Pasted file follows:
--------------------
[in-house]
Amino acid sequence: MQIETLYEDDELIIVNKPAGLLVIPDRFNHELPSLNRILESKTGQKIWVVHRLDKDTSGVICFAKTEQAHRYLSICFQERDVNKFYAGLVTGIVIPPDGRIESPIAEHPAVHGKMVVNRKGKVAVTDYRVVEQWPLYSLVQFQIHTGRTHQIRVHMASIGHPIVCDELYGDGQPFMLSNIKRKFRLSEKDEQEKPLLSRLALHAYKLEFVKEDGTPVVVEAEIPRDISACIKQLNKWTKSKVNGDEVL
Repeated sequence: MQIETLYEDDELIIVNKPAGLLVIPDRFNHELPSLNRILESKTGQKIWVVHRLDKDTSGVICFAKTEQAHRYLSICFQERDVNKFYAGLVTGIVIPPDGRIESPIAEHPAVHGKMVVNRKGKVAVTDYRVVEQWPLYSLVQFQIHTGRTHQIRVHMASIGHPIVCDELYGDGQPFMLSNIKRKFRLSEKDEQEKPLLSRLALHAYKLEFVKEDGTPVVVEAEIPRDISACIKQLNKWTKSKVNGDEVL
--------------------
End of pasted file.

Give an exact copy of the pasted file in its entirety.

[in-house]
Amino acid sequence: MQIETLYEDDELIIVNKPAGLLVIPDRFNHELPSLNRILESKTGQKIWVVHRLDKDTSGVICFAKTEQAHRYLSICFQERDVNKFYAGLVTGIVIPPDGRIESPIAEHPAVHGKMVVNRKGKVAVTDYRVVEQWPLYSLVQFQIHTGRTHQIRVHMASIGHPIVCDELYGDGQPFMLSNIKRKFRLSEKDEQEKPLLSRLALHAYKLEFVKEDGTPVVVEAEIPRDISACIKQLNKWTKSKVNGDEVL
Repeated sequence: MQIETLYEDDELIIVNKPAGLLVIPDRFNHELPSLNRILESKTGQKIWVVHRLDKDTSGVICFAKTEQAHRYLSICFQERDVNKFYAGLVTGIVIPPDGRIESPIAEHPAVHGKMVVNRKGKVAVTDYRVVEQWPLYSLVQFQIHTGRTHQIRVHMASIGHPIVCDELYGDGQPFMLSNIKRKFRLSEKDEQEKPLLSRLALHAYKLEFVKEDGTPVVVEAEIPRDISACIKQLNKWTKSKVNGDEVL